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Central Banks Now Open 24/7 Fighting Currency Wars and Deflation

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People walk past an electronic screen showing television coverage of Raghuram Rajan, governor of the Reserve Bank of India (RBI), speaking during a news conference at the central bank's headquarters, in the lobby of the Bombay Stock Exchange (BSE) in Mumbai.

Photographer: Dhiraj Singh/Bloomberg

Central banks are now open all hours.

Just as they worked weekends through the financial crisis, policy makers are again signaling they can strike at any time for the good of their economies.

Spooked by the threat of deflation, Sweden’s Riksbank became the latest to put investors on alert when it said on Thursday that it’s “prepared to do more at short notice” after cutting its main interest rate below zero and unexpectedly saying it will buy government bonds.

“To ensure that inflation rises towards the target, the Riksbank is prepared to quickly make monetary policy more expansionary, even between the ordinary monetary policy meetings, should the need arise,” it said in a statement.

The world’s oldest central bank is not alone in throwing out its normal agenda. The Reserve Bank of India ignored its calendar of policy meetings to cut its key rate on Jan. 15, while Russia’s central bank increased its benchmark at 1 a.m. on Dec. 16.

The Swiss National Bank announced plans to charge banks to deposit cash with it on Dec. 18, just a week after its quarterly policy meeting, and shocked markets on Jan. 15 when it abolished its currency cap -- again ignoring its own schedule.

Singapore said on Jan. 28 it will seek a slower currency appreciation and the People’s Bank of China also often acts at random times.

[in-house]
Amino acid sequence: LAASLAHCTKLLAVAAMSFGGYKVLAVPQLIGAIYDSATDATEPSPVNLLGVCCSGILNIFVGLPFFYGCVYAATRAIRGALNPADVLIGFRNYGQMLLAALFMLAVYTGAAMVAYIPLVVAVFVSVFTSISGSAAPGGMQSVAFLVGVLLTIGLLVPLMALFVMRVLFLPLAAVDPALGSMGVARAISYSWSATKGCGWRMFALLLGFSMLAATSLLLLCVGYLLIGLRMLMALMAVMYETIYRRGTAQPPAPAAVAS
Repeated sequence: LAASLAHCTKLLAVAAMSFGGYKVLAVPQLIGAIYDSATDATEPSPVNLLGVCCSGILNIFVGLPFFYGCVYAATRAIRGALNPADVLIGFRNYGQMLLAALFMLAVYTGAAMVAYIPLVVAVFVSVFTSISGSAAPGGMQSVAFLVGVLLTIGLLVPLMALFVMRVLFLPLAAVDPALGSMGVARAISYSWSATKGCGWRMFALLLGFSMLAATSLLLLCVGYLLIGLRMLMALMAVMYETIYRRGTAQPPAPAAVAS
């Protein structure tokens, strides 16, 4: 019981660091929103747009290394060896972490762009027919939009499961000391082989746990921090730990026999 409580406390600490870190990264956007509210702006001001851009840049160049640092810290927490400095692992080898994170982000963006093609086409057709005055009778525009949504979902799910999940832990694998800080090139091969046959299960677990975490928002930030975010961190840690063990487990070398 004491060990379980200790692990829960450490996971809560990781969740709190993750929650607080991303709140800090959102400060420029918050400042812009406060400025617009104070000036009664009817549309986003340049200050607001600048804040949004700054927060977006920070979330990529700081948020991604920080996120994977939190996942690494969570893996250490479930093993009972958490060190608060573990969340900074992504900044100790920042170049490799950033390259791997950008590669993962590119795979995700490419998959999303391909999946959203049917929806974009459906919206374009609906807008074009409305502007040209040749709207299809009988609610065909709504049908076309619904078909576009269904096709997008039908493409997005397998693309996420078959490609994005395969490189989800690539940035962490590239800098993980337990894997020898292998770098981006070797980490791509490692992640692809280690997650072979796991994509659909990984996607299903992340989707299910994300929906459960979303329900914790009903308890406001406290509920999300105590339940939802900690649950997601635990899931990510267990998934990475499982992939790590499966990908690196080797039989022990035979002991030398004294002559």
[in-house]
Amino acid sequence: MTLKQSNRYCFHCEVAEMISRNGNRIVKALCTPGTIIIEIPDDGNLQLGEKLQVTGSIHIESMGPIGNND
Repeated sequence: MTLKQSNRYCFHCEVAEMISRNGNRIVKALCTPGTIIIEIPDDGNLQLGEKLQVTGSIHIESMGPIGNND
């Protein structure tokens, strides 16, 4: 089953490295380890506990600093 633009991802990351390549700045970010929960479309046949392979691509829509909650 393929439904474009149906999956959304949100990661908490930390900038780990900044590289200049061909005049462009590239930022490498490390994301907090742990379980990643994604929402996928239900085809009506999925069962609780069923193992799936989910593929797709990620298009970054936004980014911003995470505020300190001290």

Denmark has cut its deposit rate four times this year, though a need to defend the krone’s peg to the euro means it has always acted when it chooses. It chose not to move today, which was a surprise to some economists.

Predictable Policy

The ad-hoc actions undermine the traditional preference of central banks to be predictable and transparent. Indeed, a post-crisis trend has been to use forward guidance as a policy tool in signaling intentions.

The theory goes that if investors can easily forecast the short-term interest rates of central banks, then that will influence long-term borrowing costs too. Financial markets should also be less volatile if policy can be forecast.

So why the switch? One reason is that policy makers are increasingly willing to move when incoming data or market moves challenge their previous outlook, demanding a quick response. Reserve Bank of India Governor Raghuram Rajan shifted a day after evidence mounted that price pressures were diminishing.

Indicating an all-out effort, no matter the time, also helps reinforce the decisions they’ve already made in markets and keeps investors wanting to test them on tenterhooks. Are you really going to buy Danish kroner or dump Russian equities if you know a central bank could suddenly shift policy?

Currency Wars

Perhaps the biggest reason, and why Rob Carnell, chief international economist at ING Groep NV, suspects more surprise shifts to come, is the so-called currency wars.

Most notably, the European Central Bank’s use of quantitative easing has sent the euro sliding, forcing up other currencies in response, especially those elsewhere in Europe. Meantime, the dollar has surged as the Federal Reserve considers raising interest rates.

“Certain big central banks are making moves, leaving a lot of others having to respond on the fly to the implications of those moves,” said Carnell. “They have to keep a step ahead and we’ve seen that on a number of occasions. There will probably be more surprises.”

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